The act of playing is an important tool that influences a child’s life. The primary goals of childhood are to grow, learn, and play. It is often through play that children learn to make sense of the world around them. It is a child’s "job" or "occupation" to play to develop physical coordination, emotional maturity, social skills to interact with other children, and self-confidence to try new experiences and explore new environments.

Occupational therapists have expertise in evaluating children’s neurological, muscular, and emotional development; and determining the effects of infant and childhood illness on growth and development.

What can an occupational therapist do?

• Evaluate a child’s motor (movement), cognitive (thinking, reasoning), social–emotional, and behavioral development.

• Recommend toys and play activities that promote healthy development and provide stimulation to the child.

• Intervene when needed to promote development and skills for living.

What can parents and families do?

• Encourage exploratory play by using balls, sand and water toys, slides, swings, finger paints, and magnets. During exploratory play, children use their senses as they explore, discover, examine, and organize their activities.

• Try manipulative play by asking the child to perform a task, such as stacking cereal boxes, slipping coins into a piggy bank, or playing with a deck of cards. Handling items such as puzzles, pegboards, beads, and lacing cards test the child’s eye and hand coordination and dexterity.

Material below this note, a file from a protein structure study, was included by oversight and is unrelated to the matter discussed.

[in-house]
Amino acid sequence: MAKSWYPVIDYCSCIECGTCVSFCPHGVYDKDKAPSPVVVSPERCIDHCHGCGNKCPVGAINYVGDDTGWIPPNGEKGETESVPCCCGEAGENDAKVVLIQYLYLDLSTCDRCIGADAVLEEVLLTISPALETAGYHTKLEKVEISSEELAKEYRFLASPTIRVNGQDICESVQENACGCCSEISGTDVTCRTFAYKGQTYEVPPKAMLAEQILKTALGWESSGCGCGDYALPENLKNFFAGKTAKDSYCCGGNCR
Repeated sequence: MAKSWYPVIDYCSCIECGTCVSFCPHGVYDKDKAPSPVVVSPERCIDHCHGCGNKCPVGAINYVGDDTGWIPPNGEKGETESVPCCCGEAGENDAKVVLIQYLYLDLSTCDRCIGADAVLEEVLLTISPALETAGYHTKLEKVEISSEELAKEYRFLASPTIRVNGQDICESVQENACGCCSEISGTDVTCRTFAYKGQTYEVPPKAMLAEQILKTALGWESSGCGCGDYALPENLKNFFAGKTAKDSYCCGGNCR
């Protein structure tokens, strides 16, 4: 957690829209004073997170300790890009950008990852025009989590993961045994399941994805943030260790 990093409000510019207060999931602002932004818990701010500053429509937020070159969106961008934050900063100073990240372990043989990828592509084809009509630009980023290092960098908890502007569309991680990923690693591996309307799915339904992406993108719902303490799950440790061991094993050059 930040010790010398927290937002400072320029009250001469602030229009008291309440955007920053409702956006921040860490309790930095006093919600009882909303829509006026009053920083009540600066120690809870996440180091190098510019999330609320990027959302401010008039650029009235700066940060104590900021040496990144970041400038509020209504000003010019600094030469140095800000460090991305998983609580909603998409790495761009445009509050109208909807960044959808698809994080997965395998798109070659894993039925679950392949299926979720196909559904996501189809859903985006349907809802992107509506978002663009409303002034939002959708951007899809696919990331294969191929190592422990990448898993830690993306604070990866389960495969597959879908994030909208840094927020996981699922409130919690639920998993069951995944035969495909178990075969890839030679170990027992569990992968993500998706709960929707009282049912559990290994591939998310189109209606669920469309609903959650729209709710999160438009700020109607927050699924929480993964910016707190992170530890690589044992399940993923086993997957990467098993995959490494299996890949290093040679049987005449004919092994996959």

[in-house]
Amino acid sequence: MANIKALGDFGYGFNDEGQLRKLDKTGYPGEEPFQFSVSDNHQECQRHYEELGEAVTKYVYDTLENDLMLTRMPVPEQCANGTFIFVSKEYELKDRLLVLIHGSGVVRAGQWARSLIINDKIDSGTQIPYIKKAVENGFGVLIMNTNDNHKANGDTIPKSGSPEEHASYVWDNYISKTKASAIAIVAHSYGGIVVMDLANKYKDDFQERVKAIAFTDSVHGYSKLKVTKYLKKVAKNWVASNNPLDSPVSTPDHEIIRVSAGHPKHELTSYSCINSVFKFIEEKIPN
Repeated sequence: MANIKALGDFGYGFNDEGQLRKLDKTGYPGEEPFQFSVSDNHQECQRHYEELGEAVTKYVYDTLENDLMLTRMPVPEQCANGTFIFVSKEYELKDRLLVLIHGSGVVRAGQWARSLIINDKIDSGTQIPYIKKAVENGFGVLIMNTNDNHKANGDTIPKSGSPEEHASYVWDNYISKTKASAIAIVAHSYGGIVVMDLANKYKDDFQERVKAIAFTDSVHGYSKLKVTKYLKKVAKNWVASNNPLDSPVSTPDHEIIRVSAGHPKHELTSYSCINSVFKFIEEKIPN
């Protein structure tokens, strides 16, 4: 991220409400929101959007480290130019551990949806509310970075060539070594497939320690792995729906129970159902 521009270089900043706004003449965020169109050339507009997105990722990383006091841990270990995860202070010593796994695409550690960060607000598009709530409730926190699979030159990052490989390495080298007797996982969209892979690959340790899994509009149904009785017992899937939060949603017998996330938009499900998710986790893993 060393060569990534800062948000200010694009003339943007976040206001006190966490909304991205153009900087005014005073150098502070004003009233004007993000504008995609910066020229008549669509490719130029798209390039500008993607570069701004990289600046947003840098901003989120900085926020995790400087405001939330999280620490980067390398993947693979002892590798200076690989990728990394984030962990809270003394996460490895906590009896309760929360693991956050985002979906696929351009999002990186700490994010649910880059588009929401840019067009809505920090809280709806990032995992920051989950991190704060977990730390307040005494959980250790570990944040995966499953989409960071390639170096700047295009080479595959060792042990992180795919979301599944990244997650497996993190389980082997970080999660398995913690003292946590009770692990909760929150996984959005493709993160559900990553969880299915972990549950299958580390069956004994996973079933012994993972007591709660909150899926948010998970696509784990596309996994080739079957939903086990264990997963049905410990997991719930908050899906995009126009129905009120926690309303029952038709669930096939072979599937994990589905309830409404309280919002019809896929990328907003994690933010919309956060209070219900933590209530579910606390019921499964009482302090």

• Suggest imaginative or symbolic play that includes role-playing, playing with dolls and stuffed animals, toy furniture, and telephones. This type of pretend play encourages good social skills and a positive self-image.

• Choose toys that are appropriate for the child’s age. They do not have to be expensive or complicated to be beneficial to the child. Common objects, such as pots and pans, empty boxes, spools of thread, shoelaces, and wooden spoons can stimulate activity. The best toys require active participation.

• Remember when choosing a toy to consider whether a child must be supervised while playing with it. Toys should not have small parts that break easily or can be swallowed.

Need more information?

A child’s inability to play well could indicate another problem, such as a learning disability or behavioral problem. If you would like to consult an occupational therapist, your physician, other health professionals, and your school district's director of special education may have information on how you can access an occupational therapist in your area.

Occupational therapists and occupational therapy assistants are trained in helping children with a broad range of issues in addition to the development of play skills, such as self-care and social skills, and proper computer and backpack use.

Copyright 2002 American Occupational Therapy Association, Inc. All Rights Reserved. This page may be reproduced and distributed without prior written consent.

Download a printable version of the above information here.